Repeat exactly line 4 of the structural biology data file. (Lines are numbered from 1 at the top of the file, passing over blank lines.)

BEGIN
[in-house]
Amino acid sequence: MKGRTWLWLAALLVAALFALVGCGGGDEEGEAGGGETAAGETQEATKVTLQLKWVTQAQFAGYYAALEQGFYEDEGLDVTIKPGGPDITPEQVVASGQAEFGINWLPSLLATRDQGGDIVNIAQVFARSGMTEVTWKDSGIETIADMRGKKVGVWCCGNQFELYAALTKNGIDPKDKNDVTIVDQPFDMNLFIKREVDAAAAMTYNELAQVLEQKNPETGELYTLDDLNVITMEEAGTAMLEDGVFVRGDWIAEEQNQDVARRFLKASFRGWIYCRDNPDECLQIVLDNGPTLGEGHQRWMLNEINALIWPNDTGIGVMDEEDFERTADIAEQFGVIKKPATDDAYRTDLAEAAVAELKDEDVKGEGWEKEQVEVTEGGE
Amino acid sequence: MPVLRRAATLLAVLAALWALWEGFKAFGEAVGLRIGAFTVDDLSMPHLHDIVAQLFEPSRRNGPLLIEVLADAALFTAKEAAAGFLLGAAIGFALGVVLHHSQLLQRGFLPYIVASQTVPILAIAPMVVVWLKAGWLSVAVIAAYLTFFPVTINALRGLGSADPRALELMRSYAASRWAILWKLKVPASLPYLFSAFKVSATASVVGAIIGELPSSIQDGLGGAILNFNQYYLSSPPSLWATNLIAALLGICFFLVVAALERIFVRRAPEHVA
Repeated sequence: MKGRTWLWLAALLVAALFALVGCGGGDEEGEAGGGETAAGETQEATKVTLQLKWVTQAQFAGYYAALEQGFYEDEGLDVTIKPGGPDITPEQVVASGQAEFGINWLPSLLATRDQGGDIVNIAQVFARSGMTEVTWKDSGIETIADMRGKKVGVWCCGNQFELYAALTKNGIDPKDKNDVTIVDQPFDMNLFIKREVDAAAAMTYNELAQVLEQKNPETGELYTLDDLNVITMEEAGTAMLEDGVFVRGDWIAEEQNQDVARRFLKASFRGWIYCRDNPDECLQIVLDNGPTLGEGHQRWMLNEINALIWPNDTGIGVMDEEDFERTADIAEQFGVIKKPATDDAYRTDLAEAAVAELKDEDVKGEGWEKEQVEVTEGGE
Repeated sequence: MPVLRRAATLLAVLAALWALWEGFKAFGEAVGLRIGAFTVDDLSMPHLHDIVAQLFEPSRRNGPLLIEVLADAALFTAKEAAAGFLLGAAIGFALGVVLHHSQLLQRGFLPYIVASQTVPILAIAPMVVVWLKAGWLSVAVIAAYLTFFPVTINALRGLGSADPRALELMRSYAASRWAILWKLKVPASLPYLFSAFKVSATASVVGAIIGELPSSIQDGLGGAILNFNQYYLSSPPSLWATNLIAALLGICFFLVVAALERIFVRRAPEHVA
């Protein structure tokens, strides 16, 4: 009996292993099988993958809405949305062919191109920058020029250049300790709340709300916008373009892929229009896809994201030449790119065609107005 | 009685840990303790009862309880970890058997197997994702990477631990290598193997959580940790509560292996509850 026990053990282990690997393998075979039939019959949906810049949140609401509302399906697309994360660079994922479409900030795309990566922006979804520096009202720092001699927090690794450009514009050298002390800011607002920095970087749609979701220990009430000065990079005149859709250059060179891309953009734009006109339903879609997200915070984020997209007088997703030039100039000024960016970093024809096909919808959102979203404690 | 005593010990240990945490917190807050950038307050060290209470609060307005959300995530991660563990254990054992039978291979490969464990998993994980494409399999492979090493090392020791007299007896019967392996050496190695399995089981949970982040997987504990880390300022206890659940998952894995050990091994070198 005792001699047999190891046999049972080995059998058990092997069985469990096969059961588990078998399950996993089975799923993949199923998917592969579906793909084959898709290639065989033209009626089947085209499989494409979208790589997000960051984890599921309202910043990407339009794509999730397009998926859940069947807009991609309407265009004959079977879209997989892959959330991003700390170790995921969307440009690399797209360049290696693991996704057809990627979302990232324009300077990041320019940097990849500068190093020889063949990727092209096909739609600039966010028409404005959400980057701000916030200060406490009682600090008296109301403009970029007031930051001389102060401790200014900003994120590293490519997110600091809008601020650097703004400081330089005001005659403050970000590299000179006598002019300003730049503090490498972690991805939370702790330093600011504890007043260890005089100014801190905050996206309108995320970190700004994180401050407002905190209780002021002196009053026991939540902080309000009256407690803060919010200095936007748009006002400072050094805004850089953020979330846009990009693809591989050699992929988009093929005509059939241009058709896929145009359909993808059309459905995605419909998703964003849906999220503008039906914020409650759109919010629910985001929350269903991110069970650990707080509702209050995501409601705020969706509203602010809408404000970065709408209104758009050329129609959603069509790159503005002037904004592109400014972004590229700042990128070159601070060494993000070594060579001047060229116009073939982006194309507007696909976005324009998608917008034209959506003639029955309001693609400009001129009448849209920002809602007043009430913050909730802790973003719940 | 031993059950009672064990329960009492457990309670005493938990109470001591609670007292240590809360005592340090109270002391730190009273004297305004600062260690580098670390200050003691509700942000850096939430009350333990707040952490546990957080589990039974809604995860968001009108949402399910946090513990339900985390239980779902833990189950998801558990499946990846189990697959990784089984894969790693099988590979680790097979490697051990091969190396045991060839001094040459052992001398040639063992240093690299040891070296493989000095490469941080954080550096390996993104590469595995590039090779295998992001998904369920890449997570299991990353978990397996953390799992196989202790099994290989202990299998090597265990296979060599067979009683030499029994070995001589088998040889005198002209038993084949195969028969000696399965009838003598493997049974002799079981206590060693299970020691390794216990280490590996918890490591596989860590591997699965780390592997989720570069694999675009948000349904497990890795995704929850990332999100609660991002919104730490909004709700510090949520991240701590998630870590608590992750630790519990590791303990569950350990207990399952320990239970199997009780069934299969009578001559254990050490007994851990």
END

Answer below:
Repeated sequence: MKGRTWLWLAALLVAALFALVGCGGGDEEGEAGGGETAAGETQEATKVTLQLKWVTQAQFAGYYAALEQGFYEDEGLDVTIKPGGPDITPEQVVASGQAEFGINWLPSLLATRDQGGDIVNIAQVFARSGMTEVTWKDSGIETIADMRGKKVGVWCCGNQFELYAALTKNGIDPKDKNDVTIVDQPFDMNLFIKREVDAAAAMTYNELAQVLEQKNPETGELYTLDDLNVITMEEAGTAMLEDGVFVRGDWIAEEQNQDVARRFLKASFRGWIYCRDNPDECLQIVLDNGPTLGEGHQRWMLNEINALIWPNDTGIGVMDEEDFERTADIAEQFGVIKKPATDDAYRTDLAEAAVAELKDEDVKGEGWEKEQVEVTEGGE